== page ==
Gato Morado Cardigan

The last time Monsieur and I were in Madrid, we came upon the cutest yarn shop, El Gato Negro, during an evening walk. It was closed at the time, but it looked very promising from the outside, so I noted down the address in order to come back the next day while Monsieur spent the day at the Prado.

Man was I right! The shop was chock full from floor to ceiling of a rainbow of yarns! There were mostly synthetic blends in there, but there was also a nice selection of natural fibres, at very affordable prices! There were little samples on display, and the yarn was sold by weight. I spent a shameful amount of time browsing the samples and in the end I chose a 100% wool in this gorgeous purple. There was no label on the skeins and not a lot of information available in the shop, only a small tag with the name of the yarn (“Especial”), its composition (100% wool) and its price (€60/kg – I bought 600g and I used a little under 300g for this cardigan).

EDIT (06/06/2017): Here is the yarn in question (colour #61 I’d say)! Hmmm, and apparently it’s supposed to be used for tapestry weaving or embroidery, not knitting… I would totally use it to knit a sweater/cardigan again though!

I knew I wanted to knit a cardigan, but I had no idea which one. Back in Brussels, we went to a yard sale where I found a series of old buttons (I’ve already used some of the black ones on my starry Cardamome), among which were these purple ones I hoped I would be able to use on the same project as my Spanish yarn.

Not long after, Andi Satterlund published the Blaster cardigan. I immediately thought of my purple yarn (and buttons!), but I was not sure it had the correct gauge. I was actually not sure what its gauge/weight was at all, nor which needle size it called for. It looked either sport or DK weight, but I had to knit a gauge to check. I tried 3,5 mm needles first, but the fabric seemed too tight, so I changed to 4 mm ones. These gave a much nicer result… and actually got gauge for the Blaster cardigan! Now if that wasn’t fate…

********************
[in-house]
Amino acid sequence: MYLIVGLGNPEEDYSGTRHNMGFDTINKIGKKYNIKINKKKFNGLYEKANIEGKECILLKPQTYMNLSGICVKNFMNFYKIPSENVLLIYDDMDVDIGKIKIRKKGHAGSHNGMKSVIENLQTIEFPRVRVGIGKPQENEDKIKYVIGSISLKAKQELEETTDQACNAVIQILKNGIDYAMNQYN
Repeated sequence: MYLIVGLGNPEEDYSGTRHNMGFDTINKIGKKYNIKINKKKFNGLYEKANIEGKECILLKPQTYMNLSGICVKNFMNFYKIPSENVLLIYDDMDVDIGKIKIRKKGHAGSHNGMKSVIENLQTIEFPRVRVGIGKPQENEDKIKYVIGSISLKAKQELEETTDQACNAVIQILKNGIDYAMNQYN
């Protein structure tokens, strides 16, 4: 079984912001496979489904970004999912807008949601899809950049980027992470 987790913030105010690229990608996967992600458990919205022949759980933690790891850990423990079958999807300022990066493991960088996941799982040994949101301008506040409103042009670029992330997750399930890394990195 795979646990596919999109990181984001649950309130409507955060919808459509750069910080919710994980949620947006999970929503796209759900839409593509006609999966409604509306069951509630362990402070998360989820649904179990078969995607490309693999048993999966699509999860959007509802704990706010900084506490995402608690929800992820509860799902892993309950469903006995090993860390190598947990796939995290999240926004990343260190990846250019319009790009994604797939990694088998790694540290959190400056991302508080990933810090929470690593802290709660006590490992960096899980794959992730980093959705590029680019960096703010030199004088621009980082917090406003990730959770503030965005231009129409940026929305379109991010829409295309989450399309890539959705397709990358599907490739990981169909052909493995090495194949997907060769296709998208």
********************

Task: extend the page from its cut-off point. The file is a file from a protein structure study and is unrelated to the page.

The only modification I made to the pattern was lengthening the sleeves. I’ve come to realise wool cardigans with 3/4 sleeves are not the most practical for me, so that’s an adjustment I often make. I simply went on knitting and decreasing until I got to the length I wanted. I seem to remember that the number of stitches I got at the very end of my sleeves, pre-eyelets and ribbing, didn’t suit the eyelet pattern and that I decreased two at a time on the last row to adjust for this.

Other than that, I followed the pattern as written. It was my tenth time knitting an Andi Satterlund sweater, so it was smooth sailing.

The yarn was very nice to work with, too. It’s a little bit drier than what I’m used to, but that’s not something negative. I’d say it’s very similar to the touch to Drops Fabel, to give you an idea. And it’s already proven to be quite hard-wearing, judging from the impressive number of times the cardigan has been worn since mid-November. Not to sound like a broken record again, but I do love the finished cardigan! It goes with a lot of my dresses, but it seems like it was made to match my purple Emery, doesn’t it?

PS In case you were wondering, the foxy brooch I am wearing in the pictures was made by Mimolette, using a Mollie Makes freebie from a few years ago!

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Apples and Roses

Last November, I was contacted by Nadja from Schnittchen. She wanted to know if I’d be interested in sewing one of their paper patterns for free. I had never tried a Schnittchen pattern before, so I was curious and went and took a look at what they had on offer. I didn’t want to try a pattern just because it was free; I wanted to try a pattern I would have bought myself. I saw a lot of things I liked, but the style of most of the patterns was still more modern than what I usually wear. The Zoe dress on the other hand seemed like something I would have bought with my own money: fit and flare silhouette, very high waist*, peter pan collar, pin tucks, cute sleeves… Need I say more?